This has been the summer I fully embraced the community of my church family. The one where I attend services and the one that has connected me with some life-long friends and acquaintances. It has been a summer of gathering together socially and spiritually. Mostly, it has been the best time I have had in years and I am beyond grateful.
Please forgive me if my language is clumsy or inadequate. I am a work in progress and happily take your suggestions on how to improve.
I grew up in a military environment that was pretty well integrated. My best friends as a kid were African American and Jewish. I learned the best parts of their heritage and was shielded from the bias against them. As a teen, two of my best friends were of Asian descent. I never saw any hate directed toward them, or if there was any, they didn’t tell me. I dated people from many backgrounds and races, yet my parents made it clear that these were unacceptable long-term relationships. I was raised in the Roman Catholic faith and because my dad’s best friends were Jewish, we learned to respect their faith. In spite of all that, there were still derogatory terms used by adults around me: the N-word, the f-g word, the S-word (you get the gist) that was perfectly acceptable to them. There was an undertone that as alike as we were, we were still superior in some way because we were white and Catholic/Christian.
These are concepts that are hard for me to reconcile today. How could I grow up with such welcomed diversity and acceptance and yet still a sense that I was “better than” because of my skin color or faith? How could I have been so blind to the prejudice and hate my friends likely experienced on a regular basis? I have had to search my heart and soul to ask when I have, even in some small way, passed on that negative heritage to my daughter. How have I taken the subtle superiority of my parent’s generation and filtered relationships- personal and professional- through that negative lens?
As someone who believes we are ALL created in the image of God, we are all loved by him and we all have value and worth in his eyes; how do I reconcile those derogatory tapes in my past against the backdrop that my own family today includes Asians, African-Americans, LGBTQ+ people whom I dearly love? How do I do a better job of loving and caring for people who are not like me?
I start with asking forgiveness for my naivety and ignorance. I ask the Lord to break the chains to any past behaviors and thought patterns. I start the conversation with friends and family and seek to learn more about walking in their shoes. And I walk more closely with them.
I have to be responsible for taking off my blinders and my disbelief that prejudice and hate exist. I need be more deliberate in standing for my friends and family- asking them how best to do that. It isn’t about what I think they need and want- it is about asking them what I can do and standing with them. That’s how we break our own bias and preconceived notions. I will seek to be more informed and more engaged and more respectful of others.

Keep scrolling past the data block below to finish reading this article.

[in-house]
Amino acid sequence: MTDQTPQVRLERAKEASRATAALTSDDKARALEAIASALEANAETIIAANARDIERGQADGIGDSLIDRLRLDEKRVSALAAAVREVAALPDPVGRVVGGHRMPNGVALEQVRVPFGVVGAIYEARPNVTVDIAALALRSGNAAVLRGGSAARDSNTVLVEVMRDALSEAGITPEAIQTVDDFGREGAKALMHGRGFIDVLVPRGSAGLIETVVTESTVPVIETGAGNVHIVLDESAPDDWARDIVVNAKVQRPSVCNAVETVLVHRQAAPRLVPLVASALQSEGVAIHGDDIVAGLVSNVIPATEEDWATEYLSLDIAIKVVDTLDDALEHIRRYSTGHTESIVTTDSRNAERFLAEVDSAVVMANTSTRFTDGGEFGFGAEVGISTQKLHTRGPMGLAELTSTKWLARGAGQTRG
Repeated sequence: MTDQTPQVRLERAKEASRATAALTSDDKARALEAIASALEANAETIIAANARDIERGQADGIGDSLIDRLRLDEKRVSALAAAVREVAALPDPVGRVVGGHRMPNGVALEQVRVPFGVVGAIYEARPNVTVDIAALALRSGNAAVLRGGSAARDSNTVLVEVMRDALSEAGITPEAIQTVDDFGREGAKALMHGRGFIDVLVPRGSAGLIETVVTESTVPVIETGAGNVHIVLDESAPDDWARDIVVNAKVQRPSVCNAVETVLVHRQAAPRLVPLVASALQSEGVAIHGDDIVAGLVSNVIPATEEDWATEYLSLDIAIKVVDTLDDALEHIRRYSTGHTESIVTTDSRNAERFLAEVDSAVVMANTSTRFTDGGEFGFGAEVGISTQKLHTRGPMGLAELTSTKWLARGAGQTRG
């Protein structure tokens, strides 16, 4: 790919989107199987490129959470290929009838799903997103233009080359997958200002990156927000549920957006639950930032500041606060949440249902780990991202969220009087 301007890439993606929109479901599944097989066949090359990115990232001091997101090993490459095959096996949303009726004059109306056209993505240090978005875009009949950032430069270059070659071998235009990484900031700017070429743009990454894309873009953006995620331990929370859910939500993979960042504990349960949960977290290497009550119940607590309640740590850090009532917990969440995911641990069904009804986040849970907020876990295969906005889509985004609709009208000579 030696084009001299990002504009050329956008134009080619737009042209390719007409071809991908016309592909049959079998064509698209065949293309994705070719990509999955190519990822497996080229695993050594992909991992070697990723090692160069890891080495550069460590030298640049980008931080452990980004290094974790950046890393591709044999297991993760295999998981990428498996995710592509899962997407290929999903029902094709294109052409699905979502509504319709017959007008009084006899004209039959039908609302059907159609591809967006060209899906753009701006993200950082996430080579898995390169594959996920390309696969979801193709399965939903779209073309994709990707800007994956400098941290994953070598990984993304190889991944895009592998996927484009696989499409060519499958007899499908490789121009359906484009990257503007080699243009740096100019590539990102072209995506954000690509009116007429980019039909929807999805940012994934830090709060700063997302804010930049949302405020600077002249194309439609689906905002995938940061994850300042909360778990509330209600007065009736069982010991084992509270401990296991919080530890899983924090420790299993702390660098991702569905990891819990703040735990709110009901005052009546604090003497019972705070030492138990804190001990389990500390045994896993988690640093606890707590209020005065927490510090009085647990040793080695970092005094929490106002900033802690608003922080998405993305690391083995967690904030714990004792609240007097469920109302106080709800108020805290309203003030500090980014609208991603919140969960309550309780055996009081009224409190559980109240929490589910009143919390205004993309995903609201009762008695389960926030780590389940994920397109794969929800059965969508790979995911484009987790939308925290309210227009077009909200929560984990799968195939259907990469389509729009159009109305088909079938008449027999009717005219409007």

Lord, forgive me when I have closed my eyes to the inequality toward your people. Forgive me for my own pride and superior attitude. Lord, open my eyes and ears and use me as an instrument of your change. Father, guide our nation to be welcoming and change our hearts to see each other as valuable, regardless of color, culture, religion, or life-style. Start with me father.
Photo: Getty images
My life today is nothing compared to what it was even five years ago, let alone 30 years ago when I began my Christian journey. God planted a seed of change; however, it took almost 20 years to stop living according to my rules and listen to his desires for me.
I am one of those people who isn’t afraid to ask the tough question. I love to get people thinking about opposing viewpoints or scenarios. When these are thoughtful civil discussions, we can begin to see that the alternative perspective has merit. We can begin to incorporate those perspectives into our own and realize a change in ourselves.
I’ve been reading a lot more during this time home alone. Mostly I have been reading about the way God can completely change who we are, if we are willing to open that door. I know he has changed my heart, my thinking, and my desires in many unexpected ways. I know God has forgiven me in ways people never have. I know I have found peace in that forgiveness and a greater willingness to offer that same mercy and grace to others. It all started with God moving in my life when I opened myself to his ways over my ways.
Do we dare to search?
Do we dare to seek?
Will we break the bond?
Will they understand?
Does it matter?
Shine the light.
Lead the way.
Follow the path.
Where the light shines.
Copyright Maggie Marcum
Dying drying trees
Brown and lifeless
Waiting for new life?
Branching off, crisscrossing,
Intersecting each other
Giving way to
Solid trees, grown upright,
Branches reaching upward
Unity in growth
Brown transformed to green
Growing, dying, rebirthing
All reaching up
All branching out
All rooted in hope
Watered in love
Growing through faith.
A dear friend keeps reminding me of that adage that says people will make time to do what they want to do and will spend money on what is most important to them. It has been eating at me for days because I thought that I was not in sync with what I believe I have been hearing from God.
I love to write. I love writing this blog.
I love encouraging people, espcially people in recovery or searching for healing.
I love my church and the women I have come to know in the wider Christian community.